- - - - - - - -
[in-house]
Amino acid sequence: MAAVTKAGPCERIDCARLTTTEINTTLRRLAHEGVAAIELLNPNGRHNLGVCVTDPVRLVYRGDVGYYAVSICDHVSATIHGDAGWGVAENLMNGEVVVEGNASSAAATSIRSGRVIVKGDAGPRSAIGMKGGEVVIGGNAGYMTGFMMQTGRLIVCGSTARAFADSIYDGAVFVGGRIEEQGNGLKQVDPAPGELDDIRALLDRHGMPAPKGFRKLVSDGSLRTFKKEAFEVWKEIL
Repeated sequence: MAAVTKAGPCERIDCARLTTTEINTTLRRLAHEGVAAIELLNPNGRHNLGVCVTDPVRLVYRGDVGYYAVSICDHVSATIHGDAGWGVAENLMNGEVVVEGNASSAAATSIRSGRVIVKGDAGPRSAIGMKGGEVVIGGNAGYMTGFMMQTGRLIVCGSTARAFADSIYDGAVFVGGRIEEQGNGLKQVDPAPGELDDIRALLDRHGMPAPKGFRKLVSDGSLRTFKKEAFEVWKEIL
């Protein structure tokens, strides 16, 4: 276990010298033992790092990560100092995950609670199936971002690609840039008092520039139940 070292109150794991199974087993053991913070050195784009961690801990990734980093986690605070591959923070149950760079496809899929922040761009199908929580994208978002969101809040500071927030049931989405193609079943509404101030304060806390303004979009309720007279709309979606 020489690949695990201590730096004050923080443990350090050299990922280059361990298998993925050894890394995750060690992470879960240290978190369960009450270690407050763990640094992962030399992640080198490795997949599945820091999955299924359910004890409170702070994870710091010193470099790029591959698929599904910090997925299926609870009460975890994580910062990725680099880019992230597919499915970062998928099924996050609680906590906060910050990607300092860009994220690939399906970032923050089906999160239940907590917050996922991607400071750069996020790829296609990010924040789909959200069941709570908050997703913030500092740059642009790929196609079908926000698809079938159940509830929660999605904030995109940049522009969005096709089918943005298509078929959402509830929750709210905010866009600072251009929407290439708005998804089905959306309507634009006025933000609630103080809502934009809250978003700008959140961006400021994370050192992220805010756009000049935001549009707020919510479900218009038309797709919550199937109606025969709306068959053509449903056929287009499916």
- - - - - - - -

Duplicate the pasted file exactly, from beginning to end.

[in-house]
Amino acid sequence: MAAVTKAGPCERIDCARLTTTEINTTLRRLAHEGVAAIELLNPNGRHNLGVCVTDPVRLVYRGDVGYYAVSICDHVSATIHGDAGWGVAENLMNGEVVVEGNASSAAATSIRSGRVIVKGDAGPRSAIGMKGGEVVIGGNAGYMTGFMMQTGRLIVCGSTARAFADSIYDGAVFVGGRIEEQGNGLKQVDPAPGELDDIRALLDRHGMPAPKGFRKLVSDGSLRTFKKEAFEVWKEIL
Repeated sequence: MAAVTKAGPCERIDCARLTTTEINTTLRRLAHEGVAAIELLNPNGRHNLGVCVTDPVRLVYRGDVGYYAVSICDHVSATIHGDAGWGVAENLMNGEVVVEGNASSAAATSIRSGRVIVKGDAGPRSAIGMKGGEVVIGGNAGYMTGFMMQTGRLIVCGSTARAFADSIYDGAVFVGGRIEEQGNGLKQVDPAPGELDDIRALLDRHGMPAPKGFRKLVSDGSLRTFKKEAFEVWKEIL
């Protein structure tokens, strides 16, 4: 276990010298033992790092990560100092995950609670199936971002690609840039008092520039139940 070292109150794991199974087993053991913070050195784009961690801990990734980093986690605070591959923070149950760079496809899929922040761009199908929580994208978002969101809040500071927030049931989405193609079943509404101030304060806390303004979009309720007279709309979606 020489690949695990201590730096004050923080443990350090050299990922280059361990298998993925050894890394995750060690992470879960240290978190369960009450270690407050763990640094992962030399992640080198490795997949599945820091999955299924359910004890409170702070994870710091010193470099790029591959698929599904910090997925299926609870009460975890994580910062990725680099880019992230597919499915970062998928099924996050609680906590906060910050990607300092860009994220690939399906970032923050089906999160239940907590917050996922991607400071750069996020790829296609990010924040789909959200069941709570908050997703913030500092740059642009790929196609079908926000698809079938159940509830929660999605904030995109940049522009969005096709089918943005298509078929959402509830929750709210905010866009600072251009929407290439708005998804089905959306309507634009006025933000609630103080809502934009809250978003700008959140961006400021994370050192992220805010756009000049935001549009707020919510479900218009038309797709919550199937109606025969709306068959053509449903056929287009499916």